Left 4 Dead 2 is every part as brutal, as violent, as gore-ridden and as freaky as the first. It's expanded the scope of the original in virtually every direction. There are more zombies. More weapons. More environments, more special infected, and much more gameplay overall. Yet throughout all this, these long-awaited additions fail to derail the title from the core premise, which is to basically shoot anything that doesn't look like you.

The five new campaigns consist of progressive locations that enable your characters to move throughout the world in an attempt to team up with other survivors of a deadly plague which has all but destroyed the human race. The action is set in the US deep South, which has equipped Valve with a whole new set of cultural stereotypes to exploit. Whoever was in charge of recording the sound bites must have had a field day; the one-liners vary from clichéd to downright hilarious, and are all delivered with impeccable timing. It's hard to say if the new team of survivors are any more dynamic or likeable than the original lot, Rochelle in particular seems a bit dull, but they still eschew the type of camaraderie you've come to expect, and it's all served up by the more-than-capable AI Director.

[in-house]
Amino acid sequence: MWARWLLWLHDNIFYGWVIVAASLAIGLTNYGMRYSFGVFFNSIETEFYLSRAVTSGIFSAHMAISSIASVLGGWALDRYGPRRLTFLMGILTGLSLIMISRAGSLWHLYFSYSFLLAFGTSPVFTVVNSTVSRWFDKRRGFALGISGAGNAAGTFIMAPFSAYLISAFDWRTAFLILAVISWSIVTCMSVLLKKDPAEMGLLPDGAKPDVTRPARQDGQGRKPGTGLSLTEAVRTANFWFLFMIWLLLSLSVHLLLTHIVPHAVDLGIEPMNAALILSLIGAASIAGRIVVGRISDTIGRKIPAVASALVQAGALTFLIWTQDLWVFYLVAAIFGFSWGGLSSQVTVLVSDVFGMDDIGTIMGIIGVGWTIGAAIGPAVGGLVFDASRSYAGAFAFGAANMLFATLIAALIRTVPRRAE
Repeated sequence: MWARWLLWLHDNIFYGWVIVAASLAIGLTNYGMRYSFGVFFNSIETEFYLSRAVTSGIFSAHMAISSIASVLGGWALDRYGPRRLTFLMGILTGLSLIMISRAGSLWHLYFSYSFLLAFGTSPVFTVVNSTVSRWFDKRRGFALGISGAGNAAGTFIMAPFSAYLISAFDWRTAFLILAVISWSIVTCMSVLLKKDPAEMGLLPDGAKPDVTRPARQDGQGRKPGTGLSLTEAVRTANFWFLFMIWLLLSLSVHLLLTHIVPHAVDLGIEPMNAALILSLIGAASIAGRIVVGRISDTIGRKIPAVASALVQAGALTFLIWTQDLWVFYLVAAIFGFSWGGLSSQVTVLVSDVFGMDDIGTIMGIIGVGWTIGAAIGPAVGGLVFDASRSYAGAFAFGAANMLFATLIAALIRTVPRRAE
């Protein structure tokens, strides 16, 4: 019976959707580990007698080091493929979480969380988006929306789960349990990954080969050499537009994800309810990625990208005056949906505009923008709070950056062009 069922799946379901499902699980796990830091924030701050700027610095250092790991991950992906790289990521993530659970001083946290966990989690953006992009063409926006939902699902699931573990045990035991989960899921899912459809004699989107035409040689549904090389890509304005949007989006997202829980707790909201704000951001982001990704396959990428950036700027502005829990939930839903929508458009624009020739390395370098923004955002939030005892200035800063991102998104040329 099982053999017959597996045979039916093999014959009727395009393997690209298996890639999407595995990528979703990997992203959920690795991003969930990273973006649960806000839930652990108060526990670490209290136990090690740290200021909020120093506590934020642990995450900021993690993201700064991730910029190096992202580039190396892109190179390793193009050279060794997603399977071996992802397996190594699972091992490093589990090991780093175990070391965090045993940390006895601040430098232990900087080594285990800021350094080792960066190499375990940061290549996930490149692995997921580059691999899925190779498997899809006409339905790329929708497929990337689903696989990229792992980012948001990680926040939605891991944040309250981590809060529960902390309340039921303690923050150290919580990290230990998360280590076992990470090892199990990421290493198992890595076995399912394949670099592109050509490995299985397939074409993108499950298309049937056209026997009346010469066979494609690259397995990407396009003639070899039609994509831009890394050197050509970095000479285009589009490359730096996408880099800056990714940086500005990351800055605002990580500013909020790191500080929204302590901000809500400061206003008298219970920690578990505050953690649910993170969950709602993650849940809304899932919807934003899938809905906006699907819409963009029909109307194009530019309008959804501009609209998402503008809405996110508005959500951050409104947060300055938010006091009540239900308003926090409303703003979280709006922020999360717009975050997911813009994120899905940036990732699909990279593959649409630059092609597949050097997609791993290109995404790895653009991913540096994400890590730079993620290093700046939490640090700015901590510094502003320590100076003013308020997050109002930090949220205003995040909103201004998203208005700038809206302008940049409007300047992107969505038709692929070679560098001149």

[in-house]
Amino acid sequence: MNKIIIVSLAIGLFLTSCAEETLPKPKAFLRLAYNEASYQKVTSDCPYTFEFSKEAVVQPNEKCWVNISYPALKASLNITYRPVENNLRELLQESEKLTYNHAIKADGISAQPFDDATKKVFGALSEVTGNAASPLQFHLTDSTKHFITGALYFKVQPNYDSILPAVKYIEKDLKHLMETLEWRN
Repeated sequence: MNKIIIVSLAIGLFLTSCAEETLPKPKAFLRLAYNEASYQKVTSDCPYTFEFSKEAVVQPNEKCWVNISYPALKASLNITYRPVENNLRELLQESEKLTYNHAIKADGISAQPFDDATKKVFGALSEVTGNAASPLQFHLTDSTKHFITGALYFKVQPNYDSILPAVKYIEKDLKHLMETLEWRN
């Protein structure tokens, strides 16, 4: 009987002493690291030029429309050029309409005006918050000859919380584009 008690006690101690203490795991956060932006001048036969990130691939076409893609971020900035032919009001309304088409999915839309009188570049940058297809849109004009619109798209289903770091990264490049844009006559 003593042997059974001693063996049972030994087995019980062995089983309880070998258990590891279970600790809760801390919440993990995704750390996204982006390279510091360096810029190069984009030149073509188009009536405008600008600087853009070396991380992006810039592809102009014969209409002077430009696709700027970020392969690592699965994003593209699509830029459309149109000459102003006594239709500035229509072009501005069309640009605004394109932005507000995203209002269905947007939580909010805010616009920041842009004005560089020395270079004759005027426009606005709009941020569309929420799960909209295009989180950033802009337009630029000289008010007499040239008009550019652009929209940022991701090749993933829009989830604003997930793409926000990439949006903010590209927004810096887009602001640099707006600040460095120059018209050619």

Herein lies the beauty of this game. Having recently finished another extremely popular game that involves a lot of warfare, there's simply no comparison when it comes to the pathing and general control of the AI. Valve's system ensures that you'll rarely (if ever) encounter the same scenario more than once, unless it's part of an end-chapter boss event. Just like the original Left 4 Dead, you know that you'll probably have to face a Tank, but you don't always know when, or where this will occur. With Left 4 Dead 2, the AI Director is smarter - more involved, and much more refined. You may think that because you've nailed a Boomer and a Tank that the way is clear, but that's precisely when you'll limp through the safehouse door and discover a Hunter waiting for you. Where the original Left 4 Dead involved unpredictable routines that steadily became more predictable over time, Left 4 Dead 2 will leave you standing in the middle of a field with no ammunition listening to the approaching horde and wondering how the hell it came to this.